2006 Coastal Plain League Top 10 Prospects

1. Keon Graves, 3b, Spartanburg (Spartanburg, S.C., Methodist)

An
outstanding athlete with a loose, wiry frame, Graves showed flashes of
brilliance at the plate and in the field. He uses his strong, quick
wrists to generate very good bat speed, and he figures to develop plus
power as he fills out his 6-foot-3, 185-pound frame. Graves, 19, is a
plus runner who stole 16 bases in 17 attempts, and he has shown an
ability to make dazzling plays at the hot corner thanks to his smooth
actions and strong arm. Graves remains raw around the edges, as
evidenced by his 49 strikeouts in 151 at-bats this summer, but he has
more upside than any other player in the league.

2. Jimmy Gallagher, of, Peninsula (Duke)

Gallagher’s
.423 batting average shattered the CPL’s single-season record of .378
and was 68 points higher than the second-best average this summer. His
swing has very good rhythm despite his rather upright stance, and he
consistently generates line drives to all fields. His quick hands give
him an excellent two-strike approach, and he showed some gap power and
pull power with his lefthanded swing. Gallagher was slowed this summer
by a tight hamstring, but he still showed decent speed in left field,
where he likely profiles.

3. Luke Prihoda, rhp, Fayetteville (Sam Houston State)

Prihoda
was utterly dominant as the closer for the Swampdogs, setting a league
record with 18 saves. He did not allow a run all summer in 28 innings,
allowing just seven hits and posting an absurd 54-2 strikeout-walk
ratio. He attacks hitters with a 92-94 mph fastball that he can locate
wherever he wants, and he never gets rattled. His second pitch is a
rather flat slider that could use some sharpening, and his big frame
has some softness, but his arm is loose.

4. Nate Parks, of, Outer Banks (Virginia Tech)

A
speedy switch-hitter who plays the game with energy and swagger, Parks
draws comparisons to Red Sox center fielder Coco Crisp. Parks
complements his plus speed with outstanding baserunning instincts,
helping him steal 30 bases in 33 attempts this summer. He is an
excellent defensive outfielder with a solid arm. At the plate, Parks is
a slap hitter who lands hard on his front side and needs to improve his
consistency, but he has a bit of gap power now and then.

5. C.J. Ziegler, 1b, Asheboro (Arizona)

The
CPL leader in home runs (13), on-base percentage (.498) and slugging
percentage (.655), Ziegler possesses the most raw power of any hitter
in the league. He has a track record for power, tying for the lead in
his juco (wood-bat) conference in the spring and hitting 31 in high
school. He is capable of hitting long home runs to all fields. He also
has good strike-zone judgment, helping him amass a league-best 48
walks. Ziegler does sometimes chase breaking balls when he falls behind
in the count early, and he has a long swing that can leave him
vulnerable inside. Ziegler is average defensively and moves OK for a
6-foot-5 first baseman. He’s transferring from Pima (Ariz.) CC to
Arizona for the 2007 season.

6. Zach Brown, 1b, Thomasville (The Citadel)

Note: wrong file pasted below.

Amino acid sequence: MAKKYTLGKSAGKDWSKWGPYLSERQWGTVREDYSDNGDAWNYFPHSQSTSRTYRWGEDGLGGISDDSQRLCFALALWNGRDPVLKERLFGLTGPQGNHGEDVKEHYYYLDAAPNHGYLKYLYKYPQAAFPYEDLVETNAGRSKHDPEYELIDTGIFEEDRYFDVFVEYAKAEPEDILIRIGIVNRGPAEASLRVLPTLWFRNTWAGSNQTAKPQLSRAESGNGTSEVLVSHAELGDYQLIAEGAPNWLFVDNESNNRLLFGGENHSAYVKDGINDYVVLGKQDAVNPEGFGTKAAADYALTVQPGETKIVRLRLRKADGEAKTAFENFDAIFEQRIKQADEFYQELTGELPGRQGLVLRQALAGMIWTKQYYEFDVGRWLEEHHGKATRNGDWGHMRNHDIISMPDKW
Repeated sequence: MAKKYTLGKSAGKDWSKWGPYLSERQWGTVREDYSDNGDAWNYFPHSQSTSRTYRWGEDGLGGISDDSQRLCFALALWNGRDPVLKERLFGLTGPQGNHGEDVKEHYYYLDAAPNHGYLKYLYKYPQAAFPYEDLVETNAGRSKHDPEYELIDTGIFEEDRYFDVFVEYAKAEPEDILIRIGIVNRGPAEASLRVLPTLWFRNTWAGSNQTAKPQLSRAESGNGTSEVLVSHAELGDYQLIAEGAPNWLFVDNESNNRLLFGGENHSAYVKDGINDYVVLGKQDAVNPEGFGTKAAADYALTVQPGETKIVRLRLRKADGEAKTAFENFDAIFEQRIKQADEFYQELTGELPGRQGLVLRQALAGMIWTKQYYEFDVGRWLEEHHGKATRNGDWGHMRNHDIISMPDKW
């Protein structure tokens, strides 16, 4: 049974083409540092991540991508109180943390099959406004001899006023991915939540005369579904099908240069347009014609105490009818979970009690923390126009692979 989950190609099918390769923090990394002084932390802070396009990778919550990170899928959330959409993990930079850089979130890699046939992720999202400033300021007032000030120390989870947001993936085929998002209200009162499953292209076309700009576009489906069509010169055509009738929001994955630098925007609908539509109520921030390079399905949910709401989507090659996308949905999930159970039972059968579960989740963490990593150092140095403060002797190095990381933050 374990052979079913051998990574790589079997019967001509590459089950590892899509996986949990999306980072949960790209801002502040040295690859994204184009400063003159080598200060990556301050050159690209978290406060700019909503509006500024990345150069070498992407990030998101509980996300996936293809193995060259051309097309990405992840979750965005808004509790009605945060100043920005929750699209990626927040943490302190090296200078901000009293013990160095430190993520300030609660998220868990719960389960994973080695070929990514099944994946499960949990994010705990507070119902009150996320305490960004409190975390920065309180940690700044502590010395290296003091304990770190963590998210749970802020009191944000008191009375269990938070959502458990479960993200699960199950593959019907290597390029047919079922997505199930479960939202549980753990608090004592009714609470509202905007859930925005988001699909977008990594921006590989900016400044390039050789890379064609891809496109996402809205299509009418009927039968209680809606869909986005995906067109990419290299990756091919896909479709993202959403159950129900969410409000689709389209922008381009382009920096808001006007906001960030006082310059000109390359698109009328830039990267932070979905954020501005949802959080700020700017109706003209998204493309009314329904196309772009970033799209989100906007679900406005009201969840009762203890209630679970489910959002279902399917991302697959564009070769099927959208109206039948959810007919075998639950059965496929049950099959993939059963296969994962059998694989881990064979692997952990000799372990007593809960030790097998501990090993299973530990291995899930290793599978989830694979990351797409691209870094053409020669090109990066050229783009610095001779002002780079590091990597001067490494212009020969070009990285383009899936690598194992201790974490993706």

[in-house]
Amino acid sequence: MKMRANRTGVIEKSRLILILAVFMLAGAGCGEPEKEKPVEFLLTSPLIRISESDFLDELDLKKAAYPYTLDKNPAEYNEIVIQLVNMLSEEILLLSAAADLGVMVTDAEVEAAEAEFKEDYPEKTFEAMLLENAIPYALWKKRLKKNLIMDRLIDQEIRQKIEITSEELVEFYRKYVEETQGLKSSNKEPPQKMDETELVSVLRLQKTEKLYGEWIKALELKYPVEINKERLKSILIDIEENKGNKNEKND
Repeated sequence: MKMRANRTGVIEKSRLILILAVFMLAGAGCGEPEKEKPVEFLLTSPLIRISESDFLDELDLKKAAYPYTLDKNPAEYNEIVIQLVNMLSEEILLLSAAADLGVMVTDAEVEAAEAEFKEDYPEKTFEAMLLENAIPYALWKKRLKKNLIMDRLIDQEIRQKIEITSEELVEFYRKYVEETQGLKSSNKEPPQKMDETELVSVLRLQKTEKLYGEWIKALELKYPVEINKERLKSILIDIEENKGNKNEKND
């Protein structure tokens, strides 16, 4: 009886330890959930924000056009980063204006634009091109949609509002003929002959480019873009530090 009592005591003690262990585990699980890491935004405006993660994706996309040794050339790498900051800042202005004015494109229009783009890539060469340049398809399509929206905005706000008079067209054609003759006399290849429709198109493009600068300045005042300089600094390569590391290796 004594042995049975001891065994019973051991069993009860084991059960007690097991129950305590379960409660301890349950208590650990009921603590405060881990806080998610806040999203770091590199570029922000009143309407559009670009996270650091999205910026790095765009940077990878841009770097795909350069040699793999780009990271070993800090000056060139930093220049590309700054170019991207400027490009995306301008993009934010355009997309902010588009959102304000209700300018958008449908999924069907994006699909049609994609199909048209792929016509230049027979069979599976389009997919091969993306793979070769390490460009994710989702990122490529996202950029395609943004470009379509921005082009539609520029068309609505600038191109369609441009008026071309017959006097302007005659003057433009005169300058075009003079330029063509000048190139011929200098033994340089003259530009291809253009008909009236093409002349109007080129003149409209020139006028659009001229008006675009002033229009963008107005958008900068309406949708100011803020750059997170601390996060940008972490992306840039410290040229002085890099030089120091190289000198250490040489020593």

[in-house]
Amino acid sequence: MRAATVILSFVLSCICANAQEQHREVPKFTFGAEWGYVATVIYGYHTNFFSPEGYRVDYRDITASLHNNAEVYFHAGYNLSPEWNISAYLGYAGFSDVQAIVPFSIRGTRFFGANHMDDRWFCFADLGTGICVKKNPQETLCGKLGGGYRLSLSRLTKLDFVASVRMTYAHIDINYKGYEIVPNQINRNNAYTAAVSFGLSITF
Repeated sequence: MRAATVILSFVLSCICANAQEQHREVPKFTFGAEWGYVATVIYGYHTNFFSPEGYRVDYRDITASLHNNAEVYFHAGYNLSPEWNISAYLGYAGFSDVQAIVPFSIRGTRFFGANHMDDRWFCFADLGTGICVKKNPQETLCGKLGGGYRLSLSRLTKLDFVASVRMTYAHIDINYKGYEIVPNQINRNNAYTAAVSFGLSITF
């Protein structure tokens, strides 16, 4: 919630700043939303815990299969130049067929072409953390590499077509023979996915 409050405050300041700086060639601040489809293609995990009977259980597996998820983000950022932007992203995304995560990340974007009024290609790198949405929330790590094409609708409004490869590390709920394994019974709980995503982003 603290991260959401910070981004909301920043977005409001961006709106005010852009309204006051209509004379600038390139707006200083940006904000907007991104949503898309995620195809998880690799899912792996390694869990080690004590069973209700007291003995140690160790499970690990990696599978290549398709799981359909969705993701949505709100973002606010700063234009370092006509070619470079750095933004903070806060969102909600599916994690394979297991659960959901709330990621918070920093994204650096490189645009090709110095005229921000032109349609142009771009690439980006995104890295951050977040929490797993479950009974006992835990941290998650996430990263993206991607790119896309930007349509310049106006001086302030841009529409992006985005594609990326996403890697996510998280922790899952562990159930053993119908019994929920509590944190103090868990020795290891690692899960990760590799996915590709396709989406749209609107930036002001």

Brown
hit just one homer in 181 at-bats for The Citadel this spring but
showed an aptitude for hitting with wood bats this summer, swatting 12
homers in 203 at-bats. His swing can get long sometimes, but Brown has
a tremendous offensive approach and feel for the strike zone. A
lefthanded hitter who handles lefthanded pitching well, Brown can crush
the ball to right field but can also tattoo the wall to the opposite
field. He is a solid defender at first base and even threw three
pitches for strikes off the mound.

7. Scott Diamond, lhp, Martinsville (Binghamton)

Diamond
led CPL starters with a 0.50 ERA while posting a 55-13 strikeout-walk
ratio in 54 innings. He has good command of three pitches: an upper-80s
fastball with sink and run, a curveball and a cutter (that his
teammates refer to as the “Diamond Cutter”). He does a good job getting
ahead of hitters early in the count. Diamond’s mechanics are mostly
smooth, although he jerks his head sometimes, and he’s got an
outstanding pickoff move.

8. Steve Condotta, ss, Martinsville (Florida Tech)

Though
Condotta was second in the league with a .355 batting average, he
stands out most for his defense. A native of Toronto, Condotta has plus
range at shortstop, effortlessly gliding to his backhand side or up the
middle, and his infield actions are very smooth. He also has an
above-average arm. Offensively, Condotta has a pesky approach well
suited for the top of the order, and he has the ability to shoot the
ball into the gaps.

9. Jeff Fischer, rhp, Edenton (Eastern Michigan)

The
Mid-American Conference pitcher of the year as a sophomore this spring, Fischer kept
his success going this summer, posting a 4-3, 2.05 record for Edenton.
He has a big 6-foot-4, 210-pound frame and a loose arm, and coaches
like his easy delivery, though one scout said his arm action was ugly.
He throws three pitches for strikes, including an above-average
changeup, a heavy 89-92 mph fastball that touches 93 and a decent
slider.

10. Mike Flye, rhp, Wilson (East Carolina)

Flye
is a very aggressive closer who comes right after hitters with his
89-91 mph fastball and nasty slider. He has an electric arm and a
projectable 6-foot-3 frame that suggests he could add velocity. Flye is
very intense on the mound and has good command, as evidenced by his
37-11 K-BB ratio in 31 innings for the Tobs. He flashes an occasional
changeup that needs refinement.

College | #2007

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